Some passengers simply will not change seats when asked, and that is ok. One woman absolutely won’t change seats, unless it is a celebrity doing the asking. She insists on seat 8A on Virgin Atlantic, and will take a different flight if she cannot have it. And she absolutely won’t fly in a backwards-facing business class seat.
“I travel a lot. I have very specific seats I always choose (ask Virgin Atlantic; if I can’t get 8A, I’ll change planes). I like an aisle seat when traveling domestically because I need to use the rest room a lot. I like to be at the front because I don’t like crowds and invariably need to disembark quickly. I spend weeks, sometimes months, making sure I have my favorite seat.”
The woman reports that a father was furious when she wouldn’t switch seats so that family could sit together – wishing her “ill for the future” and “storm[ing] off.”
The storming off is a problem here. If you are going to need to change seats at least do your best to have good trade bait. Try to have an aisle seat, definitely not a window, and not a bulkhead in a domestic first class cabin. You want your seat to seem like an even trade, so if you have one window and one aisle in different rows ask the person in the window to switch for the aisle as a first measure, rather than the other way around.
Seat swap requests can be egregious though,
- I was once asked to change seats so that a couple could sit together, only to learn that they were already seated together, they just didn’t like the bulkhead, and they stuck me with the bulkhead (I don’t like the bulkhead either!).
- A reader once gave up his premium seat so that a family could sit together only to have the family sell that seat to another passenger and not actually sit together.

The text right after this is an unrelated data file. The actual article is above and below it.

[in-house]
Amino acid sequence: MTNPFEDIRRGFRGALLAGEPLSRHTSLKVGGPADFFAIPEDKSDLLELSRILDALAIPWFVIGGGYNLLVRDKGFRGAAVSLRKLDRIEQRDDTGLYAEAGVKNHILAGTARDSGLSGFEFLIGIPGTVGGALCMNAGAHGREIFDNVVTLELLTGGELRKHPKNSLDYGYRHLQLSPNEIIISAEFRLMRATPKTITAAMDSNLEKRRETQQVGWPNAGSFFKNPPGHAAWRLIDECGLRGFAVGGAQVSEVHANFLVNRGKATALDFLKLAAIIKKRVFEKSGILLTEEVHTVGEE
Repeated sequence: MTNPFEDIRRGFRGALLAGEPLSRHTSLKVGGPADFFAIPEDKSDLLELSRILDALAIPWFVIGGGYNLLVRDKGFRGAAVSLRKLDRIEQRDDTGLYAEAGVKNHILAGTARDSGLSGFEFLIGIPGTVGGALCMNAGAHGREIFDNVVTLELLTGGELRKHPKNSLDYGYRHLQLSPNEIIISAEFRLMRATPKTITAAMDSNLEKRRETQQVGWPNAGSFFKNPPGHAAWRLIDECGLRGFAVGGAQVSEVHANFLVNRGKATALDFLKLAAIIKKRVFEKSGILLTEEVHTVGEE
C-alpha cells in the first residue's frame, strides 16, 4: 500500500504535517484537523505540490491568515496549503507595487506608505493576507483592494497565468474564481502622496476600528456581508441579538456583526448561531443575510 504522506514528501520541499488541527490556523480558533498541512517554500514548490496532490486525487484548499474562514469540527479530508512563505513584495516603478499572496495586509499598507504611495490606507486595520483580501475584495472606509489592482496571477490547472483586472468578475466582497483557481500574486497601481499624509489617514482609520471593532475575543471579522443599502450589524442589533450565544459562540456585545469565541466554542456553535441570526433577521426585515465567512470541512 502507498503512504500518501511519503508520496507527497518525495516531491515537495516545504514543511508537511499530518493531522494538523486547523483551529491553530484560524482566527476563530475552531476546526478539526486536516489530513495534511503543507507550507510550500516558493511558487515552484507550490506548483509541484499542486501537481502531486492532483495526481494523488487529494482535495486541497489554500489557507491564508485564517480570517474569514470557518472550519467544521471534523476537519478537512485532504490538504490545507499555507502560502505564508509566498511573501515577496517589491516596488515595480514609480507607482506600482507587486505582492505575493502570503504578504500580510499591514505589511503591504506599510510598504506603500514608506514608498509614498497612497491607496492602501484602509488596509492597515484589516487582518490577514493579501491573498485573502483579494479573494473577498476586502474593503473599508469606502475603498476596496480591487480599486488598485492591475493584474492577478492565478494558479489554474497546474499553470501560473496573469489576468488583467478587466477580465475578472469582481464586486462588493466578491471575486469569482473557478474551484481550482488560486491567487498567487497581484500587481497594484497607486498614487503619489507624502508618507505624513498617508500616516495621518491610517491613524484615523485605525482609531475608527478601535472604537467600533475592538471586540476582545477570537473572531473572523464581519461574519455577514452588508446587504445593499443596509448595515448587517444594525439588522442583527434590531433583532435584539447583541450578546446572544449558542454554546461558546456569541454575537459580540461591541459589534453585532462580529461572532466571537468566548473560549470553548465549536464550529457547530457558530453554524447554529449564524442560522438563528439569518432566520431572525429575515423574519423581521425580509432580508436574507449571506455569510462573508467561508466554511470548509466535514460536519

Now, you can generally trade seats with whomever you wish although some airlines may have rules on this when it involves switching cabins. United won’t let you just take a better seat in the same cabin, even, while ither airlines will.
Bottom line you should book seats together if it is at all possible, even if it’s more costly to do so. You shouldn’t impose a cost on other passengers to save yourself money, though sometimes you can get away with it. However if there aren’t seats together, or you lose your seats together for operational reasons (my wife and I were split apart on our honeymoon by an air marshal so we asked another passenger to switch), then it’s reasonable to make the request.
It is also reasonable for the other passenger to refuse that request. They have a property right (or, really, a usufructuary right) in the seat to which they’re assigned – at least in Western societies. (In Nigeria your seat may be considered to belong to your elders out of respect.)
If the passenger won’t switch for free, what about paying them for their seat? I once paid a young teenager $5 not to recline on a Cleveland – Los Angeles flight so I could work on my laptop (I had their parents’ permission). That’s a straightforward Coasian solution to the problem.